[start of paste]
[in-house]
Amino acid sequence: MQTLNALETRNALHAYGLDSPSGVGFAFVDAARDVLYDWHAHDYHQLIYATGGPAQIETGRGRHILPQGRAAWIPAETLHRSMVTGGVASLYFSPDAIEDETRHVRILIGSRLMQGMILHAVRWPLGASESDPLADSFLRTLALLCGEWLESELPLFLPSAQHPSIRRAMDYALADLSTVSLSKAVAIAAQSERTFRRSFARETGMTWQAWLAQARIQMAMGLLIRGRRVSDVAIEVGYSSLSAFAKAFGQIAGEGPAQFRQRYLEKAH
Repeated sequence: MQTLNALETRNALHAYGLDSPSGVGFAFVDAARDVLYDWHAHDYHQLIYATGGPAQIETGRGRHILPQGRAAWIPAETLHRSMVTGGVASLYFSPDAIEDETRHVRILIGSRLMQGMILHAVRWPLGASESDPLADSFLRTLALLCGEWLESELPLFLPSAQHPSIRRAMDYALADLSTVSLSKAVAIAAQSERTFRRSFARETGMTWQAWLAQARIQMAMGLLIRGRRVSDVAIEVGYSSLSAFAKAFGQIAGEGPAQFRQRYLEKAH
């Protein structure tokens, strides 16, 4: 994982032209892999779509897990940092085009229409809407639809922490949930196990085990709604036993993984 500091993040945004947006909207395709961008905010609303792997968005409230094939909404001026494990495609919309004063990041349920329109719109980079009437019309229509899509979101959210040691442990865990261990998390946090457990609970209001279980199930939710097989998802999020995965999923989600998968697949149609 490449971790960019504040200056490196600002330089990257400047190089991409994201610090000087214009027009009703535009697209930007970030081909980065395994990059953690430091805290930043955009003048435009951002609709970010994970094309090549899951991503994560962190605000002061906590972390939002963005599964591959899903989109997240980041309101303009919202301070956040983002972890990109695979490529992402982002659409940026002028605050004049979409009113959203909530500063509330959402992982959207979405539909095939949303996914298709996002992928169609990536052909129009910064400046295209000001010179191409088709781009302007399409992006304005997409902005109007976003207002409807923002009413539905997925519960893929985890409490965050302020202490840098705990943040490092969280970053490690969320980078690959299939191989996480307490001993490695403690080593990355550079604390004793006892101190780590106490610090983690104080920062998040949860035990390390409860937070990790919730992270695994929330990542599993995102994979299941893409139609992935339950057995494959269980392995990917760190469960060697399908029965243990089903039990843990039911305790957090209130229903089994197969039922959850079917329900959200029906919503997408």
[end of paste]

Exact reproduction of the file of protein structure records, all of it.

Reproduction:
[in-house]
Amino acid sequence: MQTLNALETRNALHAYGLDSPSGVGFAFVDAARDVLYDWHAHDYHQLIYATGGPAQIETGRGRHILPQGRAAWIPAETLHRSMVTGGVASLYFSPDAIEDETRHVRILIGSRLMQGMILHAVRWPLGASESDPLADSFLRTLALLCGEWLESELPLFLPSAQHPSIRRAMDYALADLSTVSLSKAVAIAAQSERTFRRSFARETGMTWQAWLAQARIQMAMGLLIRGRRVSDVAIEVGYSSLSAFAKAFGQIAGEGPAQFRQRYLEKAH
Repeated sequence: MQTLNALETRNALHAYGLDSPSGVGFAFVDAARDVLYDWHAHDYHQLIYATGGPAQIETGRGRHILPQGRAAWIPAETLHRSMVTGGVASLYFSPDAIEDETRHVRILIGSRLMQGMILHAVRWPLGASESDPLADSFLRTLALLCGEWLESELPLFLPSAQHPSIRRAMDYALADLSTVSLSKAVAIAAQSERTFRRSFARETGMTWQAWLAQARIQMAMGLLIRGRRVSDVAIEVGYSSLSAFAKAFGQIAGEGPAQFRQRYLEKAH
């Protein structure tokens, strides 16, 4: 994982032209892999779509897990940092085009229409809407639809922490949930196990085990709604036993993984 500091993040945004947006909207395709961008905010609303792997968005409230094939909404001026494990495609919309004063990041349920329109719109980079009437019309229509899509979101959210040691442990865990261990998390946090457990609970209001279980199930939710097989998802999020995965999923989600998968697949149609 490449971790960019504040200056490196600002330089990257400047190089991409994201610090000087214009027009009703535009697209930007970030081909980065395994990059953690430091805290930043955009003048435009951002609709970010994970094309090549899951991503994560962190605000002061906590972390939002963005599964591959899903989109997240980041309101303009919202301070956040983002972890990109695979490529992402982002659409940026002028605050004049979409009113959203909530500063509330959402992982959207979405539909095939949303996914298709996002992928169609990536052909129009910064400046295209000001010179191409088709781009302007399409992006304005997409902005109007976003207002409807923002009413539905997925519960893929985890409490965050302020202490840098705990943040490092969280970053490690969320980078690959299939191989996480307490001993490695403690080593990355550079604390004793006892101190780590106490610090983690104080920062998040949860035990390390409860937070990790919730992270695994929330990542599993995102994979299941893409139609992935339950057995494959269980392995990917760190469960060697399908029965243990089903039990843990039911305790957090209130229903089994197969039922959850079917329900959200029906919503997408």